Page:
Freedom of expression, restraint and the public space

By Jill Segger
March 8, 2016

The tensions between freedom of expression and the occasions of its restriction have filled thousands of column inches and hundreds of hours of airtime. It could be argued there is little new to be said. Most of us will acknowledge that there is no right not to be offended but neither should the giving of gratuitous offence be therefore permitted to go unexamined.

Until, that is, the issue under discussion is one about we may have strong personal feelings. The challenge of treating fairly with the opposing view then becomes more demanding. I will admit my own prejudice here – I very much dislike what is usually called 'bad language'. This is nowhere near as important an issue as 'no-platforming' or whether we should allow people with views we find rebarbative to enter the UK. But because it may be seen as a smaller and less democratically significant difference, it may perhaps be examined for the relationship between giving and taking offence without generating heat at the expense of light.

Last week, Salford City Council enacted an Order criminalising ' foul and abusive language' (http://www.ekklesia.co.uk/node/22813) – a concept which raised more questions than it answers, as Liberty's response makes clear.

What this does not appear to engage with, is the manner in which we perceive and inhabit shared and public spaces. Social media – for all its welcome empowering of those previously overlooked – has played a somewhat questionable role in blurring the emotional, social and psychological bounds of the private and public registers.

When I find a comment in my Twitter time-line fuming that “the fucking bus is late again”, I have no difficulty in understanding that a) the complainant is not swearing at me and b) that he or she may be entirely justified in their vexation. But I do feel it reasonable to ask if the copulatory adjective adds anything to the force of that expressed vexation. If I were actually standing at the same bus stop, and therefore receiving those vibrations on my eardrums, would I be justified in asking for restraint?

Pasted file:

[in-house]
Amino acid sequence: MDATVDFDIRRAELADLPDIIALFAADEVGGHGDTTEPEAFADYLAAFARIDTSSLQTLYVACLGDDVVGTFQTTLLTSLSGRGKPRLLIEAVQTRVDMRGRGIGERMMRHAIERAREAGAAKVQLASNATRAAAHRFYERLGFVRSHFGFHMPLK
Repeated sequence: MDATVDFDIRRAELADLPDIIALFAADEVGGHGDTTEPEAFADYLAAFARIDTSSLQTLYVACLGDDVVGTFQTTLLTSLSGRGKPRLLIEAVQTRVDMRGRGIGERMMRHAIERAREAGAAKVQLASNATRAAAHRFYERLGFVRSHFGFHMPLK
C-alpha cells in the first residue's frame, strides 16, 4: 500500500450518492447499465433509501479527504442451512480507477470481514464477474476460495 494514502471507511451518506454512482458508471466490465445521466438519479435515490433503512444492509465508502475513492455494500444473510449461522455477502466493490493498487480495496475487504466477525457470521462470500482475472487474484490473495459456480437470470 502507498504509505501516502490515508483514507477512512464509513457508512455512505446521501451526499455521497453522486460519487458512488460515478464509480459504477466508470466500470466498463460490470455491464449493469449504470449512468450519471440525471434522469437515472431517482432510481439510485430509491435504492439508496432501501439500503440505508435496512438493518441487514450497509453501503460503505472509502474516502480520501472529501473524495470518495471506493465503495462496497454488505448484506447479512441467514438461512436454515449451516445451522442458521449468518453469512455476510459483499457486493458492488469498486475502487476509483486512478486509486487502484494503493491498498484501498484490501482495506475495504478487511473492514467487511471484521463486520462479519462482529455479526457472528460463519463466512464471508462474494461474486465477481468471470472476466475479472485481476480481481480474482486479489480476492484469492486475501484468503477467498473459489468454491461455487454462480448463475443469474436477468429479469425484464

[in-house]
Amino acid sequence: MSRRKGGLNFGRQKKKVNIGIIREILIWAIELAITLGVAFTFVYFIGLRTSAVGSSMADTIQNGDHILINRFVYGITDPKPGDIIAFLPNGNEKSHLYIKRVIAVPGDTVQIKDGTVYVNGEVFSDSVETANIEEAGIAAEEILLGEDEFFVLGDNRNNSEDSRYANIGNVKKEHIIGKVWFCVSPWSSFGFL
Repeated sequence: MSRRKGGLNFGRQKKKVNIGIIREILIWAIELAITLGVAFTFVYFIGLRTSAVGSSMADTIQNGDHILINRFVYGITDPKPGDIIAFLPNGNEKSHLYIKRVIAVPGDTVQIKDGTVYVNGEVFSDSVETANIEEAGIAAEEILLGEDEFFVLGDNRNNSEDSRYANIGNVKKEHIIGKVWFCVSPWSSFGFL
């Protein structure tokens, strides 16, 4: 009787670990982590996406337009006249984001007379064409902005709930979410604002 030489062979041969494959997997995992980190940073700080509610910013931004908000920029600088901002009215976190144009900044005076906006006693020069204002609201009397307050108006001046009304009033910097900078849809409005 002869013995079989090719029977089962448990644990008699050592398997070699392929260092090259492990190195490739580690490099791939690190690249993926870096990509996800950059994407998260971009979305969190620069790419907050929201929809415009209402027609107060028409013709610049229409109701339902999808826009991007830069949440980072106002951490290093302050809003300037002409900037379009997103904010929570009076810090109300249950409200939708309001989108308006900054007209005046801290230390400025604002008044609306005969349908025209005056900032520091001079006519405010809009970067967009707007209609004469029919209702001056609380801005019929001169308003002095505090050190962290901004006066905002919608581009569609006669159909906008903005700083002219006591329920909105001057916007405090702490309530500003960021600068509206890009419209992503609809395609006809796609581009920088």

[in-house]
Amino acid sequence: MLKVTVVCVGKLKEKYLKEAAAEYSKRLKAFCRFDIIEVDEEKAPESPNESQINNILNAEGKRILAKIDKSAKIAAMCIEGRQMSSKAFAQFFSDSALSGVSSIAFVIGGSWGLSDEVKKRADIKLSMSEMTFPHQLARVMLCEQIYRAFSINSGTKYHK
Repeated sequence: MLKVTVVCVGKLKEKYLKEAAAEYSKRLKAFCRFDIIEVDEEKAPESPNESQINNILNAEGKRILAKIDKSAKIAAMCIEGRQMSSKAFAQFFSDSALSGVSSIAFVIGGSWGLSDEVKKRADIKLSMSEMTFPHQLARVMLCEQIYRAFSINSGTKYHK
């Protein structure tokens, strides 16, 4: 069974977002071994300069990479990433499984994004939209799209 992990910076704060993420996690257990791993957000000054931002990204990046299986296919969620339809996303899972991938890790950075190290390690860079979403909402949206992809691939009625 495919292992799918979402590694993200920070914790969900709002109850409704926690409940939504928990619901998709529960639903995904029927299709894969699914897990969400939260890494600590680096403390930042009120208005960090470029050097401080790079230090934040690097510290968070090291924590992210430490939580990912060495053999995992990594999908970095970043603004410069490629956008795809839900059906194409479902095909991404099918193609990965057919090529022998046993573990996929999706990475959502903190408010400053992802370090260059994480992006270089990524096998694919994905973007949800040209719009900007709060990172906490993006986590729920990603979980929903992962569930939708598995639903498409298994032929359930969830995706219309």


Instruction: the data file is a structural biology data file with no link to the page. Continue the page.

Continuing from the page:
If someone were to use a similar expression within my home, I should have no hesitation in asking them to forebear. And, when I have – only most rarely – found it necessary to make such a request, it has always been graciously met with apology and acquiescence.

This is simply to say that considerable cultural and generational differences come into play when we consider what may be thought 'foul' and offensive speech. But it is worth considering that for a good many people (not all of whom are middle-aged Puritans), the transposition of the familiar into the general may not best serve the cogency of the case expressed.

It seems therefore reasonable for both 'fors' and 'againsts' to question themselves. Should I be always at liberty to express my feelings without restraint? Do I have a case in saying that your chosen mode of expression deafens me to your intent?

There are wider implications here for more important matters and none of us can afford to circle the wagons into laagers of either derision or outrage.

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© Jill Segger is an Associate Director of Ekklesia with particular involvement in editorial issues. She is a freelance writer who contributes to the Church Times, Catholic Herald, Tribune, Reform and The Friend, among other publications. Jill is an active Quaker. See: http://www.journalistdirectory.com/journalist/TQig/Jill-Segger You can follow Jill on Twitter at: http://www.twitter.co/quakerpen

Although the views expressed in this article do not necessarily represent the views of Ekklesia, the article may reflect Ekklesia's values. If you use Ekklesia's news briefings please consider making a donation to sponsor Ekklesia's work here.